Fitness Myths

Think you know the facts about getting fit?

Here are a few myths that will definitely make you think twice about the so-called “helpful and common exercises” to do:

1) Running on a treadmill puts less stress on your knees than running on asphalt or pavement.

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Running is a great workout, but it can definitely harm the knees. The Force of your body weight causes stress to your joints and it is the same  whether you’re on a treadmill or asphalt.  Pairing low-impact cardio, like cycling, with a weight training routine is recommended over running.

2) Doing crunches or working on “ab machines” will get rid of body fat.

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Although ab machines help with strengthening your core and abdominal muscles, results depend on first losing fat in order to be able to see the ab formation. Focus on losing from your overall percentage of body fat and then you will begin to see the improvements being made.

3) Swimming is a great weight loss activity.

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From an overall health perspective, swimming is good for your lung capacity and muscle strength, but it was recently discovered that unless you are swimming for hours a day, it may not help you lose much weight. There have also been studies that show an overall increase in appetite among swimmers, so it can make it harder to stick with an eating plan.

4) If you’re not working up a sweat, you’re not working hard enough.

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I personally believed that as long as I was breaking a sweat, it meant I was having a great workout. But, believe it or not, sweating is actually a way for our body to cool itself down. They say it is possible to lose a significant amount of calories without breaking a sweat. So don’t beat yourself up for just taking a light walk or doing some light weight training – these activities are more helpful than you think!

5) As long as you feel okay when you’re working out, you’re probably not overdoing it.

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One of the biggest mistakes people tend to make when starting or returning to an exercise program is doing too much to soon. The reason we do that, is because we feel okay while we are working out, but in actuality we are hurting ourselves.  No matter how good you feel when you return to an activity after an absence, you should never try to duplicate how much or how hard you worked in the past. Even if you don’t feel it at the moment, you’ll  feel it in time, and it could potentially take you back out of the game.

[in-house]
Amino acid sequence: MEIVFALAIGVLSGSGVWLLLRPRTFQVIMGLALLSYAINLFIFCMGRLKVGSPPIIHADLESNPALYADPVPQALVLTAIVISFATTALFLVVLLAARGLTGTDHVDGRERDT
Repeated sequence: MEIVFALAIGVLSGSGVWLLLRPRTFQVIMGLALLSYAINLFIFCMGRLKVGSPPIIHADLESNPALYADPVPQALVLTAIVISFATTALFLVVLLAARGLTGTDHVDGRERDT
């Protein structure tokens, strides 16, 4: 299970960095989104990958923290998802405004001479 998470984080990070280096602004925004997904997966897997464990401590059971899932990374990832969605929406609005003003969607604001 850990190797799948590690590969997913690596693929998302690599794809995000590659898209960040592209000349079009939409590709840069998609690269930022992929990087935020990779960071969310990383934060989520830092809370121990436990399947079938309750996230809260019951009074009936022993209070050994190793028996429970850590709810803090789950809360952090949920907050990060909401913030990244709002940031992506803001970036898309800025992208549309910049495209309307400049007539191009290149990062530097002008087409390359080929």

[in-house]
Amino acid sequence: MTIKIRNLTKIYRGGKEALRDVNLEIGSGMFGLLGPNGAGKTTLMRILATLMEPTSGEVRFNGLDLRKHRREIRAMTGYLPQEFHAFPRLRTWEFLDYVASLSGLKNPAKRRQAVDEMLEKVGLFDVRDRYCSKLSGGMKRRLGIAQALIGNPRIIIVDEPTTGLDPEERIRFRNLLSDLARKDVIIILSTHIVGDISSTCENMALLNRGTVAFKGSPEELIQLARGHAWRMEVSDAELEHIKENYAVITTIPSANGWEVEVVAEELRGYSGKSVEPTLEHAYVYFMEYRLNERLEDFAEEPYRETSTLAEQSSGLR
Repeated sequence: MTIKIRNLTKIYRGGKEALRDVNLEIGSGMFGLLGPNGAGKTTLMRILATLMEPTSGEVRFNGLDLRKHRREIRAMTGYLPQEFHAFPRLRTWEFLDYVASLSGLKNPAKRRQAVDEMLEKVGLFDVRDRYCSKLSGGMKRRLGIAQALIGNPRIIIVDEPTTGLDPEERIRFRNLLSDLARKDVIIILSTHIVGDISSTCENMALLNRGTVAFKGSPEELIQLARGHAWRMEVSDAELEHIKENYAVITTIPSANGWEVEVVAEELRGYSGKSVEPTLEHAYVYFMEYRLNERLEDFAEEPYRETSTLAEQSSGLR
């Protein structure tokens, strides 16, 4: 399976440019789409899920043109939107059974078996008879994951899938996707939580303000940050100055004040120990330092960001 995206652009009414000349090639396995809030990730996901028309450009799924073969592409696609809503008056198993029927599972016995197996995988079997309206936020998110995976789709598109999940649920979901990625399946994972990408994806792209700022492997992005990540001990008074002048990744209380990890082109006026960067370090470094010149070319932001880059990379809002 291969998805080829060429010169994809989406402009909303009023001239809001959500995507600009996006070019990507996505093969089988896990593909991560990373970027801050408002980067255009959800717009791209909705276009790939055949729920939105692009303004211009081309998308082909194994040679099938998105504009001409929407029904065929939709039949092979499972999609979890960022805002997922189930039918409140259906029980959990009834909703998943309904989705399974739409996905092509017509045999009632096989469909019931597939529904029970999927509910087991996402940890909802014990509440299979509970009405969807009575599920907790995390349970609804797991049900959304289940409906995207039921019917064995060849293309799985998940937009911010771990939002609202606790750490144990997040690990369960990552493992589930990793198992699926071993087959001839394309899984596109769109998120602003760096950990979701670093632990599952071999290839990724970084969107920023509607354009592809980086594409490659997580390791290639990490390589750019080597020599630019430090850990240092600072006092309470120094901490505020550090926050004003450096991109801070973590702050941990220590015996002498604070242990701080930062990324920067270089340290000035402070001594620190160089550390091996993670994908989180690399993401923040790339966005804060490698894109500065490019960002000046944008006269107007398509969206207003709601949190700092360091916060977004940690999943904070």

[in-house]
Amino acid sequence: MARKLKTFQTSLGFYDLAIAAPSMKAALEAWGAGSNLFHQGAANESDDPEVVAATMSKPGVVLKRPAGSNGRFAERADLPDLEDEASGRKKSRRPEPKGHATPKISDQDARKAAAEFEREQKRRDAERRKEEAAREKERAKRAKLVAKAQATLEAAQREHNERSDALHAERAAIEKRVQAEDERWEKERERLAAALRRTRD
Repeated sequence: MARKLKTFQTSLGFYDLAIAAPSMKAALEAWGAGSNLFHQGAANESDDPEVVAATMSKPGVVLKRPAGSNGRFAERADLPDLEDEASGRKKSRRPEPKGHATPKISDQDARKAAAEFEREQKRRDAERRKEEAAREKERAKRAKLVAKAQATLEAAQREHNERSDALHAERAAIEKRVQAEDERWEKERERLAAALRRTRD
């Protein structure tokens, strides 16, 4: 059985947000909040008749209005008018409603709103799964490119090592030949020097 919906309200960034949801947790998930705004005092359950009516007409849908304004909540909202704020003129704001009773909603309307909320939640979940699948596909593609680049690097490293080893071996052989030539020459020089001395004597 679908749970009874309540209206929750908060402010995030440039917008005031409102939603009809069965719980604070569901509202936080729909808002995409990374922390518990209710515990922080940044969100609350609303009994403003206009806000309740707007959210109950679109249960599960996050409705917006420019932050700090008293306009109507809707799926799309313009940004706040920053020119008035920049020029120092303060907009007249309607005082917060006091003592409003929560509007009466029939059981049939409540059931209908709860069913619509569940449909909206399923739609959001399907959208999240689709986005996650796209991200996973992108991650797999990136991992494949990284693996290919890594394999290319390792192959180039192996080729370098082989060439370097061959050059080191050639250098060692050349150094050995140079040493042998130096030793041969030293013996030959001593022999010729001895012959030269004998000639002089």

6) Machines are a safer way to exercise because you’re doing it right every time. 

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Although it seems like an exercise machine automatically puts your body in the right position and helps you do all the movements correctly, that’s only true if the machine is properly adjusted for your weight and height. Researchers say that unless you have a coach or a trainer, or someone to figure out what is the right setting for you, you can make as many mistakes in form and function – and have just as high a risk of injury – on a machine as if you work out with free weights or do any type of non-machine workout.

7) When it comes to working out, you’ve got to feel some pain if you’re going to gain any benefits.

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Have you ever heard of the saying, “no pain, no gain?” This statement actually holds the most potential for harm. It is normal for someone who is working out to experience some degree of soreness a day or two after working out, but never really while working out. A fitness routine should not hurt while you are doing it, and if does, then either you are doing it wrong, or you already have an injury. So, an important message to take away from this is to stop, rest, and see if the pain goes away. If it doesn’t or if it begins again or increases after you start to work out, see a doctor.

That’s all for now; hopefully this was all review for you, but if not, take this information and run with it!  Good luck with your routine!  Feel free to comment with fitness plans that are working for you!

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Posted on April 22, 2015, in Uncategorized. Bookmark the permalink. Leave a comment.

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